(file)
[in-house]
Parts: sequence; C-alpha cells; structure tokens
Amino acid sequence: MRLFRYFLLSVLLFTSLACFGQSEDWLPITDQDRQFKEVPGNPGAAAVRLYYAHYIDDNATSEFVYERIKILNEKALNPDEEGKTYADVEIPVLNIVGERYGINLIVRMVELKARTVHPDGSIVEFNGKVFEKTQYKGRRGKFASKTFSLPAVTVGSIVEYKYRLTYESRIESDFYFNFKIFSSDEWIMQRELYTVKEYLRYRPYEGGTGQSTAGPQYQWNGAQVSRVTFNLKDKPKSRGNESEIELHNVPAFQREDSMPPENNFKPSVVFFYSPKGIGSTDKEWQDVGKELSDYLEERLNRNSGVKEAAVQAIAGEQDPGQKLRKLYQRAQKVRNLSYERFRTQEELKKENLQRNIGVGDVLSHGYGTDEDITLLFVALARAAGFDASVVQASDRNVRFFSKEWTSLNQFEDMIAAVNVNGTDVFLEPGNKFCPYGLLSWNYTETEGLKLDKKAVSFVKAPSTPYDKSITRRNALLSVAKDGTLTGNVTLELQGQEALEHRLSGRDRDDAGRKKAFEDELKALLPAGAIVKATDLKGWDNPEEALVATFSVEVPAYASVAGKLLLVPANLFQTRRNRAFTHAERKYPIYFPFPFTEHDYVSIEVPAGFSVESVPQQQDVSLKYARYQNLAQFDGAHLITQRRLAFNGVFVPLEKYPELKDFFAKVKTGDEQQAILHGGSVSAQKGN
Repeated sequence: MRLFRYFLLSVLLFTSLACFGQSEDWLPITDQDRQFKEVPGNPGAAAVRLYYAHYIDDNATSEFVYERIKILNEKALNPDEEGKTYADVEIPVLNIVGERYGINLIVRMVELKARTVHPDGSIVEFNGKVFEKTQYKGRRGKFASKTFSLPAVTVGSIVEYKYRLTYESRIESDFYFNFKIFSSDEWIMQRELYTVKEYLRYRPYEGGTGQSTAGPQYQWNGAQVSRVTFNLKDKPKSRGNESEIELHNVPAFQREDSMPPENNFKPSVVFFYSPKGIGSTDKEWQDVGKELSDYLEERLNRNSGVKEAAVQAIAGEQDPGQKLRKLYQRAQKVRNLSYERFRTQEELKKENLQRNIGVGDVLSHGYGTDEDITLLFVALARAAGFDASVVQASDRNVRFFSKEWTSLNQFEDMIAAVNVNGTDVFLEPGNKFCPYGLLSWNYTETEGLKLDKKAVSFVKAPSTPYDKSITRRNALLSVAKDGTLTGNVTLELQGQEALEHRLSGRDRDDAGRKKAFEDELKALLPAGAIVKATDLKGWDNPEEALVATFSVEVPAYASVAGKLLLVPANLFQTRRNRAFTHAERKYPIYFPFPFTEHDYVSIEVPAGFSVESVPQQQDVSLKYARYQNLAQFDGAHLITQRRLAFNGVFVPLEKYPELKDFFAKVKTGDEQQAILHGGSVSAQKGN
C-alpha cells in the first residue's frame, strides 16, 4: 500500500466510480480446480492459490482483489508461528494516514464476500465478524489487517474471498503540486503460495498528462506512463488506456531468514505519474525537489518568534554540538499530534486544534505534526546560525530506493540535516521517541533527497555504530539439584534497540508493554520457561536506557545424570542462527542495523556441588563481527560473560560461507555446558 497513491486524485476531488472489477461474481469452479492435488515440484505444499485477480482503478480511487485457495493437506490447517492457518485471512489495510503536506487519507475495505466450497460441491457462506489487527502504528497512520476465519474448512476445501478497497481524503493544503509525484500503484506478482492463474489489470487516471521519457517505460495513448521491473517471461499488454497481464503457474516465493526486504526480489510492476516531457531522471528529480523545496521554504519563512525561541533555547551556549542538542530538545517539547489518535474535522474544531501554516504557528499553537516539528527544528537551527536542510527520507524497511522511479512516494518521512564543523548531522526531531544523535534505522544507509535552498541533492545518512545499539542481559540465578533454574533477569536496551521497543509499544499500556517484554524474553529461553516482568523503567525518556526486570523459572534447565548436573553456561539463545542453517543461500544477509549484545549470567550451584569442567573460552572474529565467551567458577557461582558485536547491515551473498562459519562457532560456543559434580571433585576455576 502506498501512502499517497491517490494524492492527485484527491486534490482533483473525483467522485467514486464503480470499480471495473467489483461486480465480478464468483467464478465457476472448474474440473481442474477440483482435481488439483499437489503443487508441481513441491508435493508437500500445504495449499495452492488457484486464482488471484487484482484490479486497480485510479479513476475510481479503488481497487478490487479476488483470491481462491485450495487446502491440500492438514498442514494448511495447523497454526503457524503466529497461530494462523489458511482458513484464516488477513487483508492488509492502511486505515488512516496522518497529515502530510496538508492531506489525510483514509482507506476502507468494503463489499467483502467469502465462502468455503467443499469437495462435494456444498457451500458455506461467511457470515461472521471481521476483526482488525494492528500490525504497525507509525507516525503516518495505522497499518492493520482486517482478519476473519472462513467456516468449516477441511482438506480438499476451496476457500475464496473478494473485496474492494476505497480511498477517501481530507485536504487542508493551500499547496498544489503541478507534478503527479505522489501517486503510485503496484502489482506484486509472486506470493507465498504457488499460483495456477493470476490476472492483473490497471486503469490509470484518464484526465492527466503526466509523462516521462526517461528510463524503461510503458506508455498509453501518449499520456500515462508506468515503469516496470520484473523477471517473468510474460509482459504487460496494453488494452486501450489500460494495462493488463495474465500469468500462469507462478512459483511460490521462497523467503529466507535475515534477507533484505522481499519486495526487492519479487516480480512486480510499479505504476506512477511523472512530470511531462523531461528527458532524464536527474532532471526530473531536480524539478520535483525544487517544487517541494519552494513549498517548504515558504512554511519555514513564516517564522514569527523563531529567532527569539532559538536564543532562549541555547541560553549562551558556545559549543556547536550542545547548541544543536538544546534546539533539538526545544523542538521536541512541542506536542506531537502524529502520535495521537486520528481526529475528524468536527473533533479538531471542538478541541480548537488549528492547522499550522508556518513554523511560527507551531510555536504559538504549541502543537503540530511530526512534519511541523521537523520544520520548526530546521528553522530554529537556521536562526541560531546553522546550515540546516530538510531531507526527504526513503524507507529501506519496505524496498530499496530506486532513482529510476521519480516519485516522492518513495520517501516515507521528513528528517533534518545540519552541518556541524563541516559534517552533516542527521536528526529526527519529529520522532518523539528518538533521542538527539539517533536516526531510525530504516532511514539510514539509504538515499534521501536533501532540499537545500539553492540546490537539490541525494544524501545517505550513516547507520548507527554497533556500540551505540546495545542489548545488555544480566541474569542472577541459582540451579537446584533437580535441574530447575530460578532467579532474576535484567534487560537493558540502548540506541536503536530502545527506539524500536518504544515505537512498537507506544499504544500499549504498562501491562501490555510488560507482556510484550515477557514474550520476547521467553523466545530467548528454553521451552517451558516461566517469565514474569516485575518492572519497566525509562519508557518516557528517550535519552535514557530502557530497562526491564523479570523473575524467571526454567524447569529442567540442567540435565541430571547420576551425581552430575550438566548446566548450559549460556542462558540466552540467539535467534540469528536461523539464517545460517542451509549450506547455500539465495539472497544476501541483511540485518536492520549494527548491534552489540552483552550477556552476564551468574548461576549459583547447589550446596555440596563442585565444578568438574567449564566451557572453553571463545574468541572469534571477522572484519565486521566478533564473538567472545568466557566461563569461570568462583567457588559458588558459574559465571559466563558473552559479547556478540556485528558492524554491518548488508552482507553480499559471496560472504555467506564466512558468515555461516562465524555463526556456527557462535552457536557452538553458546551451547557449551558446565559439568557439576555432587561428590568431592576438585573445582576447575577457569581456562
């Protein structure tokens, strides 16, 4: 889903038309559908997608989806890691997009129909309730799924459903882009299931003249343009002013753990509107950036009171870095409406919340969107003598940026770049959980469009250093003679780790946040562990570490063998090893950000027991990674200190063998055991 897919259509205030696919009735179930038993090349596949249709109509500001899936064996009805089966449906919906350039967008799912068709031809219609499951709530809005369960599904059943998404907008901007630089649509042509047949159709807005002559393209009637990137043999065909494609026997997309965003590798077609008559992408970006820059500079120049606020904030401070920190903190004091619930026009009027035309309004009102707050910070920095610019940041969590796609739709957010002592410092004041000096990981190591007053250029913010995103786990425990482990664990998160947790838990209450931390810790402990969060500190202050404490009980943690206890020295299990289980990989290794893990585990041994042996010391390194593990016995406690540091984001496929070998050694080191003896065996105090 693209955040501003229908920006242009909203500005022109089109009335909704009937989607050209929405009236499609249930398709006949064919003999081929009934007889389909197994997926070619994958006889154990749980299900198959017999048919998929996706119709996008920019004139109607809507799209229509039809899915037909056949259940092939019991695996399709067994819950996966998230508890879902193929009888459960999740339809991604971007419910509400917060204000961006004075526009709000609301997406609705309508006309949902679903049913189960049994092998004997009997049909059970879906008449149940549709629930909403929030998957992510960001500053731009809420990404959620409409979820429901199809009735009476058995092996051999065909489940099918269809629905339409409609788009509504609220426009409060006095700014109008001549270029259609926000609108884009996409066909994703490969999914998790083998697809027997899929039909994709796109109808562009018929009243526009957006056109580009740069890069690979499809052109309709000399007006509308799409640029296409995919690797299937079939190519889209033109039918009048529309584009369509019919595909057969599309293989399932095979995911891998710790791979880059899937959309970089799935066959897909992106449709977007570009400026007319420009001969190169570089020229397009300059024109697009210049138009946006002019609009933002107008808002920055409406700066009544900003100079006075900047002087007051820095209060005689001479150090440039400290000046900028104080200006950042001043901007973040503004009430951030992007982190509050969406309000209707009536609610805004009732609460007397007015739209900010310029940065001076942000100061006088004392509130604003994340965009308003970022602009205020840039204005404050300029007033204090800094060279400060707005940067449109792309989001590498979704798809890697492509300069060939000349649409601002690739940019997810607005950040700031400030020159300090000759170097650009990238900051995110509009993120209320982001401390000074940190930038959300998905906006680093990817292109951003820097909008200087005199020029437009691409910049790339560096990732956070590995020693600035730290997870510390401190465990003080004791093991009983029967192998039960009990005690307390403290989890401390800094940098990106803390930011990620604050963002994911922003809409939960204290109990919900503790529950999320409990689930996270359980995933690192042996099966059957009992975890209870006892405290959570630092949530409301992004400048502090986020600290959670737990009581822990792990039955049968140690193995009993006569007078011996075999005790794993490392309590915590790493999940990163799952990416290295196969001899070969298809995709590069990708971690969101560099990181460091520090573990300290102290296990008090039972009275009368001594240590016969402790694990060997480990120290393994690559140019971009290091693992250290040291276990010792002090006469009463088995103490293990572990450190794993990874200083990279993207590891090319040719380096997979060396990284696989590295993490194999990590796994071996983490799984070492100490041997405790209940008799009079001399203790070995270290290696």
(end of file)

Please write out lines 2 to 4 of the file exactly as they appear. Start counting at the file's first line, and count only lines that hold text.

Parts: sequence; C-alpha cells; structure tokens
Amino acid sequence: MRLFRYFLLSVLLFTSLACFGQSEDWLPITDQDRQFKEVPGNPGAAAVRLYYAHYIDDNATSEFVYERIKILNEKALNPDEEGKTYADVEIPVLNIVGERYGINLIVRMVELKARTVHPDGSIVEFNGKVFEKTQYKGRRGKFASKTFSLPAVTVGSIVEYKYRLTYESRIESDFYFNFKIFSSDEWIMQRELYTVKEYLRYRPYEGGTGQSTAGPQYQWNGAQVSRVTFNLKDKPKSRGNESEIELHNVPAFQREDSMPPENNFKPSVVFFYSPKGIGSTDKEWQDVGKELSDYLEERLNRNSGVKEAAVQAIAGEQDPGQKLRKLYQRAQKVRNLSYERFRTQEELKKENLQRNIGVGDVLSHGYGTDEDITLLFVALARAAGFDASVVQASDRNVRFFSKEWTSLNQFEDMIAAVNVNGTDVFLEPGNKFCPYGLLSWNYTETEGLKLDKKAVSFVKAPSTPYDKSITRRNALLSVAKDGTLTGNVTLELQGQEALEHRLSGRDRDDAGRKKAFEDELKALLPAGAIVKATDLKGWDNPEEALVATFSVEVPAYASVAGKLLLVPANLFQTRRNRAFTHAERKYPIYFPFPFTEHDYVSIEVPAGFSVESVPQQQDVSLKYARYQNLAQFDGAHLITQRRLAFNGVFVPLEKYPELKDFFAKVKTGDEQQAILHGGSVSAQKGN
Repeated sequence: MRLFRYFLLSVLLFTSLACFGQSEDWLPITDQDRQFKEVPGNPGAAAVRLYYAHYIDDNATSEFVYERIKILNEKALNPDEEGKTYADVEIPVLNIVGERYGINLIVRMVELKARTVHPDGSIVEFNGKVFEKTQYKGRRGKFASKTFSLPAVTVGSIVEYKYRLTYESRIESDFYFNFKIFSSDEWIMQRELYTVKEYLRYRPYEGGTGQSTAGPQYQWNGAQVSRVTFNLKDKPKSRGNESEIELHNVPAFQREDSMPPENNFKPSVVFFYSPKGIGSTDKEWQDVGKELSDYLEERLNRNSGVKEAAVQAIAGEQDPGQKLRKLYQRAQKVRNLSYERFRTQEELKKENLQRNIGVGDVLSHGYGTDEDITLLFVALARAAGFDASVVQASDRNVRFFSKEWTSLNQFEDMIAAVNVNGTDVFLEPGNKFCPYGLLSWNYTETEGLKLDKKAVSFVKAPSTPYDKSITRRNALLSVAKDGTLTGNVTLELQGQEALEHRLSGRDRDDAGRKKAFEDELKALLPAGAIVKATDLKGWDNPEEALVATFSVEVPAYASVAGKLLLVPANLFQTRRNRAFTHAERKYPIYFPFPFTEHDYVSIEVPAGFSVESVPQQQDVSLKYARYQNLAQFDGAHLITQRRLAFNGVFVPLEKYPELKDFFAKVKTGDEQQAILHGGSVSAQKGN